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Lions Roar : September 2018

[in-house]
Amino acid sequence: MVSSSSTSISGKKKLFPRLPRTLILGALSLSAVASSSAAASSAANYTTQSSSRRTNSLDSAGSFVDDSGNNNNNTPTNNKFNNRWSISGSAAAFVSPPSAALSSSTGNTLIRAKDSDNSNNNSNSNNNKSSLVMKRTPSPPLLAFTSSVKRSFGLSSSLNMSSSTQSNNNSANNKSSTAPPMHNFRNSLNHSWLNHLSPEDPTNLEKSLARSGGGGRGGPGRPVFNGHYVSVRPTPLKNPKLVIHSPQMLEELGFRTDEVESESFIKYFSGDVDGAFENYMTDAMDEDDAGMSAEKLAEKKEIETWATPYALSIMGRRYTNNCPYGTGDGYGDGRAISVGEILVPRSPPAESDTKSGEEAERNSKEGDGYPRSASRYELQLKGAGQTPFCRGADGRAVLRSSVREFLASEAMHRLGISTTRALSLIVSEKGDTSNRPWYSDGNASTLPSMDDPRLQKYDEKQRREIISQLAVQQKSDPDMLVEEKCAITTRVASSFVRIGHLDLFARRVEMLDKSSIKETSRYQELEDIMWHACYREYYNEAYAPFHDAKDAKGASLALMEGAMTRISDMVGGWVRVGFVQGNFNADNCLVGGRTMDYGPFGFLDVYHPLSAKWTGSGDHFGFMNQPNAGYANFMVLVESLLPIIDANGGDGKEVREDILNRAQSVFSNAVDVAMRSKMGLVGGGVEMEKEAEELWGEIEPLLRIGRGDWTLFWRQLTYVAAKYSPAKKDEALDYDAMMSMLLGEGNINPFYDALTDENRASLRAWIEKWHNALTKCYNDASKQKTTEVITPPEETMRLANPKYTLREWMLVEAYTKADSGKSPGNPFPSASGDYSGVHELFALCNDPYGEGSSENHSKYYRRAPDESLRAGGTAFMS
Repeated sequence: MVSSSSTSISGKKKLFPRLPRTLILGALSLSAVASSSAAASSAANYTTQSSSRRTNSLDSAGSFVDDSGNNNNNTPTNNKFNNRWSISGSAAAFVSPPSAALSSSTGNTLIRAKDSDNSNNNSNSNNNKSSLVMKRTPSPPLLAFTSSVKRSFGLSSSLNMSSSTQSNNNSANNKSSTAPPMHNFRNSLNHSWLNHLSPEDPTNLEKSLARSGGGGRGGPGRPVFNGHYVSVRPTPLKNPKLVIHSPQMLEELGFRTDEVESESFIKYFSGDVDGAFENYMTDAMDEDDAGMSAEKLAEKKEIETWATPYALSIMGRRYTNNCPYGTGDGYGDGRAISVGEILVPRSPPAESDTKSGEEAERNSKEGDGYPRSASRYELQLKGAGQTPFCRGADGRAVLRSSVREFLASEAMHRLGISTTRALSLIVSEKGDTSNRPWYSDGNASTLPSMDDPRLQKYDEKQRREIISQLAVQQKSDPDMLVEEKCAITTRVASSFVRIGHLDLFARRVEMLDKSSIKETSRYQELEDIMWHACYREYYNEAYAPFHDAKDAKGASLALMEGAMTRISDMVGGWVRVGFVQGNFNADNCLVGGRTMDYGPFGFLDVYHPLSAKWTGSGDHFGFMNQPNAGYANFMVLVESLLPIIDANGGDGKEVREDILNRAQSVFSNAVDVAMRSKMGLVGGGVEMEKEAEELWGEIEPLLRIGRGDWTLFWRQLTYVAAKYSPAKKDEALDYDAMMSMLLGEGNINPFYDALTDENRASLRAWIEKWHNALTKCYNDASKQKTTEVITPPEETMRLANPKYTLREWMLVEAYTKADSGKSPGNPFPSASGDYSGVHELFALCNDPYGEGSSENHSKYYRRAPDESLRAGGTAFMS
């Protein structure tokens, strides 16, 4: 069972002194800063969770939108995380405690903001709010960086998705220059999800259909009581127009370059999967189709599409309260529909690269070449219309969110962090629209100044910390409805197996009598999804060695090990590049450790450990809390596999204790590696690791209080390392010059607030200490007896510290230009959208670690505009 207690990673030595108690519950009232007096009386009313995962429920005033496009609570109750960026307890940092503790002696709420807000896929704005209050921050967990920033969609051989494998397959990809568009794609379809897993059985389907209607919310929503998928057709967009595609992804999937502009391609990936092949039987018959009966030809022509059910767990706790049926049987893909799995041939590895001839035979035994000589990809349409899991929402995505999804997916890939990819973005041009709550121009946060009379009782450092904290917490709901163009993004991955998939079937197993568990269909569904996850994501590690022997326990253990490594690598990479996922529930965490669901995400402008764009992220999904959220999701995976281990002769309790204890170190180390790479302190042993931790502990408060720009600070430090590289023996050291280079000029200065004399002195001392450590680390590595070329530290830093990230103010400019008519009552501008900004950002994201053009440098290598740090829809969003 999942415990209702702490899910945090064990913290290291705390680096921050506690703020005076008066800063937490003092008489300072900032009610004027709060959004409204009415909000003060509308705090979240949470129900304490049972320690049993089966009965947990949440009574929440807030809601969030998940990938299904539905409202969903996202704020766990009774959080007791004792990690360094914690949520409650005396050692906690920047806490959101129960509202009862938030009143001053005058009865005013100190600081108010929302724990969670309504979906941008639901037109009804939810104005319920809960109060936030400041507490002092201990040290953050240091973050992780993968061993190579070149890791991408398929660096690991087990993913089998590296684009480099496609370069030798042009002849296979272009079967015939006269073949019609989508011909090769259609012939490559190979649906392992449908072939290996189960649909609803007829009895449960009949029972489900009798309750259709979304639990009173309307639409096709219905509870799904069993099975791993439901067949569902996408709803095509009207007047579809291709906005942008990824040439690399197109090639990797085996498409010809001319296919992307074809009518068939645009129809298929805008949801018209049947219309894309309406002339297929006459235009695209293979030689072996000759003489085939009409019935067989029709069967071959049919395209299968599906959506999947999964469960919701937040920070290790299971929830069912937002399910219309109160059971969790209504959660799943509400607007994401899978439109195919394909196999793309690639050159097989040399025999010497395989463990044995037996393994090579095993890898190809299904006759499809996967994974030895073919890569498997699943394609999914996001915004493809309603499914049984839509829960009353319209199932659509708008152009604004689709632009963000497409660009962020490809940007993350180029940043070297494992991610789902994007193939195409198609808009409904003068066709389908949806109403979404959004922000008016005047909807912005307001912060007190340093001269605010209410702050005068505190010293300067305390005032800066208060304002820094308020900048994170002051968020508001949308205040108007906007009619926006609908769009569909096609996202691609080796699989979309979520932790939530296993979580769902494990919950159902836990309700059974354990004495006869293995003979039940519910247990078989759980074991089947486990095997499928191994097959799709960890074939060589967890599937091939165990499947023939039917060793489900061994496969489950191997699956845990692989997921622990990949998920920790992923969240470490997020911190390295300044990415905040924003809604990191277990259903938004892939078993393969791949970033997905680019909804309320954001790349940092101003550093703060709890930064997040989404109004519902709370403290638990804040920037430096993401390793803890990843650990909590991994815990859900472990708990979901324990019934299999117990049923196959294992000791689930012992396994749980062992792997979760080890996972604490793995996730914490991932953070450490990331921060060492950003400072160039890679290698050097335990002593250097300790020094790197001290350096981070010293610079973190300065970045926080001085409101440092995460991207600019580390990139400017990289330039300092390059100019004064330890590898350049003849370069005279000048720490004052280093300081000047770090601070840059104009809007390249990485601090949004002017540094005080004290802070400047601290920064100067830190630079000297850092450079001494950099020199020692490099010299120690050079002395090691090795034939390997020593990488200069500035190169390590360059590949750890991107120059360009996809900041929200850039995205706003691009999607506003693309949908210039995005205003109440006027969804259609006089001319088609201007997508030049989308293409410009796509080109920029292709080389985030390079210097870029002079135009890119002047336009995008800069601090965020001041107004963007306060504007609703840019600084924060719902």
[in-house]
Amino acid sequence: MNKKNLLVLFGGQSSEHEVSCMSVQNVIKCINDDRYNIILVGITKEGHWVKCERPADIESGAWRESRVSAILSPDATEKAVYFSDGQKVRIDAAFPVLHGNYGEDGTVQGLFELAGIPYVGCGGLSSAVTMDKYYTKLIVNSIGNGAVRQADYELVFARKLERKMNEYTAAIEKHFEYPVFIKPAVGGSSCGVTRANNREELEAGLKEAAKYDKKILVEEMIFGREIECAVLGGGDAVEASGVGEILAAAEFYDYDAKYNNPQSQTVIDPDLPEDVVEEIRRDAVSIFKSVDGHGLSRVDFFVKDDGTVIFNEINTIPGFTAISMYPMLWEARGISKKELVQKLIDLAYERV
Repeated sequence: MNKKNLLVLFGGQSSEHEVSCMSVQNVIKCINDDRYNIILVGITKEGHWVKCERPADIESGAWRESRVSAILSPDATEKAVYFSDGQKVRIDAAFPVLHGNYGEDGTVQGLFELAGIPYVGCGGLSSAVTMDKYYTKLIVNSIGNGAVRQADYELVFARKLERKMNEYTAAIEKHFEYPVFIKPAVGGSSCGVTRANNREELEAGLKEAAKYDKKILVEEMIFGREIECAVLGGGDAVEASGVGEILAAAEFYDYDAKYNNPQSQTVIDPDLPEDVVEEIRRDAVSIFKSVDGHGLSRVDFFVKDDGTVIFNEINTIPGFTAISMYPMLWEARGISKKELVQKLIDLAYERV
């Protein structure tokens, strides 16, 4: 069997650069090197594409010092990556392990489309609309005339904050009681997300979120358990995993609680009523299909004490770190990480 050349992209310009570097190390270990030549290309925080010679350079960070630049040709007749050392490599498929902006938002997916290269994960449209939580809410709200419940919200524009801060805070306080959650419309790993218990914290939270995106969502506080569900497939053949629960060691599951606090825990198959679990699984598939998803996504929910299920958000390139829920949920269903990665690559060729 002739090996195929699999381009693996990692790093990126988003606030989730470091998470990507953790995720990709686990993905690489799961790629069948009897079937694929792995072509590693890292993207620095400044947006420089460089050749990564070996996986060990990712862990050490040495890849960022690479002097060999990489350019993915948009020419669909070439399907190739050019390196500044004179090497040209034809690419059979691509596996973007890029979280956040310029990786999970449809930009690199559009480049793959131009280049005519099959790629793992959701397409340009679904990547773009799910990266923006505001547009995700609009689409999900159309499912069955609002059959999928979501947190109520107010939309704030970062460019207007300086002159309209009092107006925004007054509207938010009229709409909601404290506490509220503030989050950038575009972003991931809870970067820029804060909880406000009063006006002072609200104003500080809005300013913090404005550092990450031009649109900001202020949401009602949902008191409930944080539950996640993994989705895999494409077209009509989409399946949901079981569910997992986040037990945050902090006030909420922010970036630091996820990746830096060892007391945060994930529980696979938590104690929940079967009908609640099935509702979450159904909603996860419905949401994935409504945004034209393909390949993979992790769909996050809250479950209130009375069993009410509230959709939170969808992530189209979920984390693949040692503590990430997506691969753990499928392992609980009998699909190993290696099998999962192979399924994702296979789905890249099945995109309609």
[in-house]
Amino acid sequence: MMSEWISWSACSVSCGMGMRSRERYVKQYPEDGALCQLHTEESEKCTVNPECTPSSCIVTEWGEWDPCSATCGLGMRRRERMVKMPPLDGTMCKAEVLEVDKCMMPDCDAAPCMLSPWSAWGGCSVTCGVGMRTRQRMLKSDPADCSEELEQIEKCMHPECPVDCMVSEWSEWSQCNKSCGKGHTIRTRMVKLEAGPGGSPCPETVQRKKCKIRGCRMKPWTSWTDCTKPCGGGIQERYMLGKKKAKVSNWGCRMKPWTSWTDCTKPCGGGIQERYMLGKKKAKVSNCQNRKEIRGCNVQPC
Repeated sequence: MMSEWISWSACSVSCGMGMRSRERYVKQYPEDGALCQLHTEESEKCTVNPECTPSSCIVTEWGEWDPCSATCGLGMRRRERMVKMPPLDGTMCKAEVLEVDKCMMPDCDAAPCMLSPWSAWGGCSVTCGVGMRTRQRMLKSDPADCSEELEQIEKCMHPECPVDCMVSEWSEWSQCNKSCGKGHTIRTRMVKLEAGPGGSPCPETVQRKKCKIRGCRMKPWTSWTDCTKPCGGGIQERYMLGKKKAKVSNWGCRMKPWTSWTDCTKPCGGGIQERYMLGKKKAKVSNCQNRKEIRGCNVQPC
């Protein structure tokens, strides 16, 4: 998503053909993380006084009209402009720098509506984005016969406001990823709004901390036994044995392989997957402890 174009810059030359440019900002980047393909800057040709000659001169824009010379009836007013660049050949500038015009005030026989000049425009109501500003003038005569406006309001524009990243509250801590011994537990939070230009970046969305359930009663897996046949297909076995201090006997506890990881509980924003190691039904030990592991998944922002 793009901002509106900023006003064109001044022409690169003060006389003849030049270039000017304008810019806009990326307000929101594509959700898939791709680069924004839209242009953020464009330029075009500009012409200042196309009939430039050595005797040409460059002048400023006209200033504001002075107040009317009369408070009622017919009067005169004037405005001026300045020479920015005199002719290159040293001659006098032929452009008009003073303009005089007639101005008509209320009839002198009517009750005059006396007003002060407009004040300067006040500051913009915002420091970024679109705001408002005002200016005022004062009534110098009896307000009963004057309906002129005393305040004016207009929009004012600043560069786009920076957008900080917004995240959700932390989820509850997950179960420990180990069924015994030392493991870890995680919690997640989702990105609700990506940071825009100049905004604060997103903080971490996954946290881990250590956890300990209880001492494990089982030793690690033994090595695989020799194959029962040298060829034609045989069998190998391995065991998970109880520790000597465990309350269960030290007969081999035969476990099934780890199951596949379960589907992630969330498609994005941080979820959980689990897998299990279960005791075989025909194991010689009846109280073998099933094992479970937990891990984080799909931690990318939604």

Another 2014 study found increases in IL-10 in colitis patients who took a mindfulness meditation course com- pared to a matched mind–body edu- cational program, especially among patients whose colitis had flared up. This supports the idea that mindfulness some- how impacts our immune response. Studies have found impacts on mark- ers of inflammation, too—like C-reactive protein, which in higher levels negatively impacts physical health. In one 2007 study published in Arthritis and Rheuma- tology, people with rheumatoid arthritis had reduced CRP levels if assigned to an MBSR intervention versus a waiting list for the treatment. Overall, these findings suggest that mindfulness meditation can have disease-fighting powers through our immune response. MINDFULNESS MAY REDUCE CELL AGING. Cell aging—marked by cell-shortening—occurs naturally as cells repeatedly divide over our lifespan. It can also be increased by disease or stress. Proteins called telomeres, which are found at the end of chromosomes and serve to protect cells from aging, seem to be impacted by mindfulness meditation. In a 2014 experimental study published in Cancer, research- ers found that breast cancer survivors who went through MBSR preserved the length of their telomeres better than those who were on a waitlist control. However, this study also found general supportive therapies to impact telomere length, so it may not be something special about MBSR that impacts cell aging. On the other hand, other studies with breast cancer survivors have found no differences in telomere length after taking an MBSR course, but have found differences in telomere activity, which is also tied to cell aging. In fact, a 2018 meta-analysis of research published in Psychoneuroendocrinology ties mindful- ness training to increased telomere activity, suggesting it indi- rectly affects the integrity of telomeres in our cells. That’s one reason why scientists are at least optimistic about the positive impacts of meditation on aging. MINDFULNESS MAY HELP REDUCE PSYCHOLOGICAL PAIN, WHICH IN TURN HELPS PEOPLE HEAL. Of course, while the above physiological impacts of mindful- ness are interesting, we shouldn’t forget that mindfulness also impacts our psychological well-being, which in turn affects physical health. In fact, it’s quite likely that these changes have synergistic effects on one another. Many studies suggest that mindfulness can play a supportive role in health care by helping people to cope with pain, stress, anxiety, and depression. For example, drug addictions, at heart, come about because of physiological cravings for a substance that temporarily relieves psychological suffering. Mindfulness can be a useful adjunct to addiction treatment by helping people better understand and tolerate their cravings, potentially help- ing them to avoid relapse after they’ve been safely weaned off of drugs or alcohol. The same has been found for people struggling with over-eating. Thanks to Jon-Kabat Zinn’s pioneering Mindfulness-based Stress Reduction program, there’s now a large body of research showing that mindfulness can help people cope with the pain, anxiety, depression, and stress that might accompany illness, especially chronic conditions. And, perhaps, that’s its most ben- eficial effect. As renowned happiness researcher Richard Layard suggests, mental health is key to life satisfaction for people around the world—more important than income, education, and, yes, even physical health. So, anything that helps us keep our mental health strong and intact is a potential boost to our well-being. In fact, meditation’s impacts on physical health and emo- tional health may be difficult to separate, as psychological stress has been tied to heart health, immune response, and telomere length. This idea is further supported by the fact that other stress-reducing therapies also seem to impact physical health as well. It’s encouraging to know that something, which can be taught and practiced, can have an impact on our overall health—physical and mental. That’s reason enough to give meditation a try. ♦ Although nothing suggests meditation is a stand-alone treatment for disease, nor the most important ingredient for a healthy life, there are many ways it appears to benefit us physically. LION’S ROAR | SEPTEMBER 2018 61